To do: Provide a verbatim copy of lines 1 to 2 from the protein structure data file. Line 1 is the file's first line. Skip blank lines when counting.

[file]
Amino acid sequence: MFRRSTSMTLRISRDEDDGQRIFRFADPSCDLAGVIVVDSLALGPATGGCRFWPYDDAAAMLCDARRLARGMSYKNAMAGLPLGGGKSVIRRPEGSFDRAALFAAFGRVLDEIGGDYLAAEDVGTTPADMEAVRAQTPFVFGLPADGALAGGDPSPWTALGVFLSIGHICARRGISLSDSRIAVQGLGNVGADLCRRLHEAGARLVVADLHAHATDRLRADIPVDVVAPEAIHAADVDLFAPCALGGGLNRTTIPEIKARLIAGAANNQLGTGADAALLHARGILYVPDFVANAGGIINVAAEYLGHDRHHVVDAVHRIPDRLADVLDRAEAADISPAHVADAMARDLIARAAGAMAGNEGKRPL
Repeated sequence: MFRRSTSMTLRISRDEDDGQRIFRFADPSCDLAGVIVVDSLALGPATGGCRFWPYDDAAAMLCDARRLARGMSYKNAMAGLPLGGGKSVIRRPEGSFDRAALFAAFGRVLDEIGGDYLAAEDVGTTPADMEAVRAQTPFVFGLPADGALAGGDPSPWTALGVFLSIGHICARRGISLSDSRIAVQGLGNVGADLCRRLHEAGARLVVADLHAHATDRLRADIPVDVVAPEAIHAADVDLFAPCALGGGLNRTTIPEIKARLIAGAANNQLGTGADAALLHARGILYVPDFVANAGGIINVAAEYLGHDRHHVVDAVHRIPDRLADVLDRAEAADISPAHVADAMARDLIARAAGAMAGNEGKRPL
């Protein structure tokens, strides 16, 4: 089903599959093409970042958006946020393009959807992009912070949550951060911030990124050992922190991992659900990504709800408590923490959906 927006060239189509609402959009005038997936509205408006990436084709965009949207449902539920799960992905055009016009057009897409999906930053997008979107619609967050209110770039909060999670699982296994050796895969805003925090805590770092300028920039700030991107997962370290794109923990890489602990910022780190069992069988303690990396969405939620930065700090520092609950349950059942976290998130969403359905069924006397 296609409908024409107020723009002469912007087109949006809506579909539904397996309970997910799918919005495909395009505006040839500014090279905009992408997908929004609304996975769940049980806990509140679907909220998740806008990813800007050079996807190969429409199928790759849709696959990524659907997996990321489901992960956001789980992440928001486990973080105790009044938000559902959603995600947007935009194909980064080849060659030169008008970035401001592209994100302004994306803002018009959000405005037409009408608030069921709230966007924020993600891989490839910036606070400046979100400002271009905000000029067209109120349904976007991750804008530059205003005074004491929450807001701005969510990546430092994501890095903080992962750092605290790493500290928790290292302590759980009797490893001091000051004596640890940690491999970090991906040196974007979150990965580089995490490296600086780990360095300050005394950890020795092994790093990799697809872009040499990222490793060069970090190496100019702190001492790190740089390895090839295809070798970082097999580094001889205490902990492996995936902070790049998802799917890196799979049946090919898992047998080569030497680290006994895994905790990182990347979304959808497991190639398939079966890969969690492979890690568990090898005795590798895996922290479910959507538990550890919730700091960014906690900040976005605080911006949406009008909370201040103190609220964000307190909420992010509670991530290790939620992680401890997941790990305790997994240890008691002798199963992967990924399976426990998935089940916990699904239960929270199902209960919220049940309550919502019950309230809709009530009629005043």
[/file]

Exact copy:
Amino acid sequence: MFRRSTSMTLRISRDEDDGQRIFRFADPSCDLAGVIVVDSLALGPATGGCRFWPYDDAAAMLCDARRLARGMSYKNAMAGLPLGGGKSVIRRPEGSFDRAALFAAFGRVLDEIGGDYLAAEDVGTTPADMEAVRAQTPFVFGLPADGALAGGDPSPWTALGVFLSIGHICARRGISLSDSRIAVQGLGNVGADLCRRLHEAGARLVVADLHAHATDRLRADIPVDVVAPEAIHAADVDLFAPCALGGGLNRTTIPEIKARLIAGAANNQLGTGADAALLHARGILYVPDFVANAGGIINVAAEYLGHDRHHVVDAVHRIPDRLADVLDRAEAADISPAHVADAMARDLIARAAGAMAGNEGKRPL
Repeated sequence: MFRRSTSMTLRISRDEDDGQRIFRFADPSCDLAGVIVVDSLALGPATGGCRFWPYDDAAAMLCDARRLARGMSYKNAMAGLPLGGGKSVIRRPEGSFDRAALFAAFGRVLDEIGGDYLAAEDVGTTPADMEAVRAQTPFVFGLPADGALAGGDPSPWTALGVFLSIGHICARRGISLSDSRIAVQGLGNVGADLCRRLHEAGARLVVADLHAHATDRLRADIPVDVVAPEAIHAADVDLFAPCALGGGLNRTTIPEIKARLIAGAANNQLGTGADAALLHARGILYVPDFVANAGGIINVAAEYLGHDRHHVVDAVHRIPDRLADVLDRAEAADISPAHVADAMARDLIARAAGAMAGNEGKRPL